It’s this punishing history that makes today’s performers/memoirists, and their impulse to be gentle with themselves and openly encouraging toward other women, so striking. Jane Austen, for instance, was scathingly hilarious on the topic of gender relations, power and social mores.
Her social dissections were based on her own experiences of trying to survive in a world wholly shaped by gender and class inequality.
Phyllis Diller, a woman so hell-bent on infiltrating comedy’s men’s club that in 1983 she dressed in drag to sneak into the all-male Friars Club, managed to insinuate herself into her profession by making her looks the subject of her biting, harsh sets.
In it, the comedian traffics in lots of frank, gender-inflected, stop-beating-yourself-up-ladies advice that became the hallmark of her years on “Saturday Night Live”(“Ladies … ”) and as the ambitious, Rodham-Clintonian public servant Leslie Knope on NBC’s “Parks and Recreation.”Poehler’s tips are mostly aimed at women—about sex (“Don’t let your kids sleep in your bed”); getting over divorce (“Someday you will wake up feeling 51 percent happy and slowly, molecule by molecule, you will feel like yourself again”) and aging (“You know those exercise pools where the water comes at you strong and you have to swim against it to build up your strength?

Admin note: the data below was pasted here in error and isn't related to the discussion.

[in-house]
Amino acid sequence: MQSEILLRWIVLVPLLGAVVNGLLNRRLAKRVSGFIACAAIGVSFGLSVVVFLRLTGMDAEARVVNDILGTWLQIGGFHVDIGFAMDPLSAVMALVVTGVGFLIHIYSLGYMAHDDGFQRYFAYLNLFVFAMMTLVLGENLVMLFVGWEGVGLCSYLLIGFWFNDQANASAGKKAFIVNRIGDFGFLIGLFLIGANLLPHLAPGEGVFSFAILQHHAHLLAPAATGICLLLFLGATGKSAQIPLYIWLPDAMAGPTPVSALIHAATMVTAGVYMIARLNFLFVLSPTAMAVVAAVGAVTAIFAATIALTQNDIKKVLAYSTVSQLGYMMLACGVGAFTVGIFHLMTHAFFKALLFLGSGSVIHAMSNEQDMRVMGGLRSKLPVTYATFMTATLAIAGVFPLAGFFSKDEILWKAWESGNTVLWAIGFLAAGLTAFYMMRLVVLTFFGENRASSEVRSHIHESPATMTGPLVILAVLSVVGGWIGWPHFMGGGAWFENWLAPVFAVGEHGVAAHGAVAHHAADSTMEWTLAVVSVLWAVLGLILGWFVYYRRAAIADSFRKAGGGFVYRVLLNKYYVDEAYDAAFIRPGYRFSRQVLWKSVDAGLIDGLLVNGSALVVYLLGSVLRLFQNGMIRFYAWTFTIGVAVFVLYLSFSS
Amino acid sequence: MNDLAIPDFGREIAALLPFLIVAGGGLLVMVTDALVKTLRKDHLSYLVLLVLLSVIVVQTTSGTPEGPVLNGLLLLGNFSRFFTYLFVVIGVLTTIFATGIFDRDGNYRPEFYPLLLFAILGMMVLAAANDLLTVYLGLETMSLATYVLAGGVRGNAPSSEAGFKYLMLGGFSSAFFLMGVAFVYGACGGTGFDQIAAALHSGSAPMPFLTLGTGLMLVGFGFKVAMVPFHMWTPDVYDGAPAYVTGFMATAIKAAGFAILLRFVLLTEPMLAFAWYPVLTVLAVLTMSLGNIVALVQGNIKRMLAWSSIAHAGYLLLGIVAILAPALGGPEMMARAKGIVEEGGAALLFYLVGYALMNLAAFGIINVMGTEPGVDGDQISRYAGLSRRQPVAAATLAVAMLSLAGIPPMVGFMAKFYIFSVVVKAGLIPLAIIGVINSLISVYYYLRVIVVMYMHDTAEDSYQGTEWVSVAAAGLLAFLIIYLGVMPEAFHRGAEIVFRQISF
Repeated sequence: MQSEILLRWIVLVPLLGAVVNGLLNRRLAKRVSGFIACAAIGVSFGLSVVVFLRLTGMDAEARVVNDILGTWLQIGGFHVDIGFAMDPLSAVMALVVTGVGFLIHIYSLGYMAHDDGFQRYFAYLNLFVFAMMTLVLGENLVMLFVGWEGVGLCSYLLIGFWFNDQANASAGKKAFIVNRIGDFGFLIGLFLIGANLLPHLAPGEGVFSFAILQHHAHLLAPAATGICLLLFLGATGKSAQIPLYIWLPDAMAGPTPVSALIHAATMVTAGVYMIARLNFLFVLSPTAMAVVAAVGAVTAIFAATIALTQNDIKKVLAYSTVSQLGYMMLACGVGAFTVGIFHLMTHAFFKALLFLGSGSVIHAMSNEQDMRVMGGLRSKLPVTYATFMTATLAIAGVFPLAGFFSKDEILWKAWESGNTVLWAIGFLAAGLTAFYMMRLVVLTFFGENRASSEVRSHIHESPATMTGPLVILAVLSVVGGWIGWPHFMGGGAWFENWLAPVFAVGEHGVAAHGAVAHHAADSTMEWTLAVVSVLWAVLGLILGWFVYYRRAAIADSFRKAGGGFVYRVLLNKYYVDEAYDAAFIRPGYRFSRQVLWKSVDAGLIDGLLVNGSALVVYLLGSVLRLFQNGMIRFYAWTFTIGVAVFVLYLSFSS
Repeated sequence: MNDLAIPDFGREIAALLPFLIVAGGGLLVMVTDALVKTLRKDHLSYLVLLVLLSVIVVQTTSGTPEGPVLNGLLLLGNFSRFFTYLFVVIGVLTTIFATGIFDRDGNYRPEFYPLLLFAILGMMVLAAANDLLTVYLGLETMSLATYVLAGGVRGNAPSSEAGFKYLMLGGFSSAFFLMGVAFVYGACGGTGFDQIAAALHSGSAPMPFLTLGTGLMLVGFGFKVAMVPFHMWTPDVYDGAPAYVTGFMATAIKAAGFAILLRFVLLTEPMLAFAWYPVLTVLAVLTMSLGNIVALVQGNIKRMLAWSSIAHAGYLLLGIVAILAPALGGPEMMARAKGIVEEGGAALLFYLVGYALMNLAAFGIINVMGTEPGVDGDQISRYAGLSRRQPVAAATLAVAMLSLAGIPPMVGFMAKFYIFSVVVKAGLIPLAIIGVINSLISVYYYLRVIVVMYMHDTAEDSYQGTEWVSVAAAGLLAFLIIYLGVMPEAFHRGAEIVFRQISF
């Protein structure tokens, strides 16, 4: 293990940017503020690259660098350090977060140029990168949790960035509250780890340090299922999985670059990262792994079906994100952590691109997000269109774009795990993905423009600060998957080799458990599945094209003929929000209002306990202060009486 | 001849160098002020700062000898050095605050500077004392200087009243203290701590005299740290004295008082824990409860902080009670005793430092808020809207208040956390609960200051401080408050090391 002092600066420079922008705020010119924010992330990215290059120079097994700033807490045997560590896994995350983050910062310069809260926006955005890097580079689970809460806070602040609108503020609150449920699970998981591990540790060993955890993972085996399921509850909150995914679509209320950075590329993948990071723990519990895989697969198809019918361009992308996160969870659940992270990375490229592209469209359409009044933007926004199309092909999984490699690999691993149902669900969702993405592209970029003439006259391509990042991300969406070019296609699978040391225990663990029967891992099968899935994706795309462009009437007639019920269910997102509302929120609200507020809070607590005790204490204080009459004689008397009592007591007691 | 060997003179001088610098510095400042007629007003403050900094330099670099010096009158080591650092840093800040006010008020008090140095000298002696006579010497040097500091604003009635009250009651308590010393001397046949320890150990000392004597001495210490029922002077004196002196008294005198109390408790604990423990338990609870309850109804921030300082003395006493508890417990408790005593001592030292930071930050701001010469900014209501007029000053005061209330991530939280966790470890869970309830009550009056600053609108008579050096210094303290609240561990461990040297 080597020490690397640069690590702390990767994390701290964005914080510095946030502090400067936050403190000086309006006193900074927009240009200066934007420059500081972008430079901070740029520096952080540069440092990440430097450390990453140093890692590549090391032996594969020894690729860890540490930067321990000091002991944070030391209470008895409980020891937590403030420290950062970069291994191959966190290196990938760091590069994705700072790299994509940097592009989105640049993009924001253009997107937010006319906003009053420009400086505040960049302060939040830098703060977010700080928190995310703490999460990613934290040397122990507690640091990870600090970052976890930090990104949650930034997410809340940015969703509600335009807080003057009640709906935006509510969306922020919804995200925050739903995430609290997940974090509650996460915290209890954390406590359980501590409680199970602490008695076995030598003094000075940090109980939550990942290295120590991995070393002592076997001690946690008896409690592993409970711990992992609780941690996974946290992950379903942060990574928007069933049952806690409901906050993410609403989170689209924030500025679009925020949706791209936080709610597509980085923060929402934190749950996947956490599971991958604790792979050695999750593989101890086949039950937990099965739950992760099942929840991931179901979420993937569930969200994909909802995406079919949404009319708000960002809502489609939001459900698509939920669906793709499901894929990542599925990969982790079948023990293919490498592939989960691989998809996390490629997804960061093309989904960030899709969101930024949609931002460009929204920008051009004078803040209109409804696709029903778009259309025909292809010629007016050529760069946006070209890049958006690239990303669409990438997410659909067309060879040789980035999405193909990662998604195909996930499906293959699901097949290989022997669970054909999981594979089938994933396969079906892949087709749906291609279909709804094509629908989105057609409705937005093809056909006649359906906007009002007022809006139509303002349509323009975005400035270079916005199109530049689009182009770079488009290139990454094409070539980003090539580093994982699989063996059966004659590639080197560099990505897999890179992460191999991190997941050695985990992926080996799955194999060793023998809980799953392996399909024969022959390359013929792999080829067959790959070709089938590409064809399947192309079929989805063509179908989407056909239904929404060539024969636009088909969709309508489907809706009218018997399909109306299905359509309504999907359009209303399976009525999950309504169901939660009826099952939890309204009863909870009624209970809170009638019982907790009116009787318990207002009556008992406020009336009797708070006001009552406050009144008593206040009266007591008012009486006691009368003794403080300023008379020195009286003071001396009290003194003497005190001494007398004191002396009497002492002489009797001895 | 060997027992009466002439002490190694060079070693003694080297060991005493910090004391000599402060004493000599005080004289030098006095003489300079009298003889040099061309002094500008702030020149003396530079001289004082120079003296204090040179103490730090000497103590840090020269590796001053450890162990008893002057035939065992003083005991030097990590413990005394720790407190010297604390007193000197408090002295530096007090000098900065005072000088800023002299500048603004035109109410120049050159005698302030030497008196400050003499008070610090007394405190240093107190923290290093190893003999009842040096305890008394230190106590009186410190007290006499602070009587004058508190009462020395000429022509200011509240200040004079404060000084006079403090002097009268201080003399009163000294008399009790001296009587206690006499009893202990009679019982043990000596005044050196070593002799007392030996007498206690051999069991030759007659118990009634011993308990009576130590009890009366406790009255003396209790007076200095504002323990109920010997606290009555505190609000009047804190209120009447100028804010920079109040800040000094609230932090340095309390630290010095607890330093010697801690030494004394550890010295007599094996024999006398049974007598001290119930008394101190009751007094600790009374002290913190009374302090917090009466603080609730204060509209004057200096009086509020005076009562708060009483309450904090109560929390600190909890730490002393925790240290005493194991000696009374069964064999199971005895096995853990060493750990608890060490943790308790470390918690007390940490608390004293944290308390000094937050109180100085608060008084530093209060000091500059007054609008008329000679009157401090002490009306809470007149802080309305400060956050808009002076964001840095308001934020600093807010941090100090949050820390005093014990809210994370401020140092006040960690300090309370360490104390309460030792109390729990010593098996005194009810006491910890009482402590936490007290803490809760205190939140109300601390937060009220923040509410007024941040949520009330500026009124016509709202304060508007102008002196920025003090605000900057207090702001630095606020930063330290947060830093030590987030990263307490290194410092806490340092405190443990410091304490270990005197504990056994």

My husband peeked and booed.” Diller’s contemporary, Joan Rivers, was a more complicated case, but her style was rooted in the same school of brutal self-deprecation.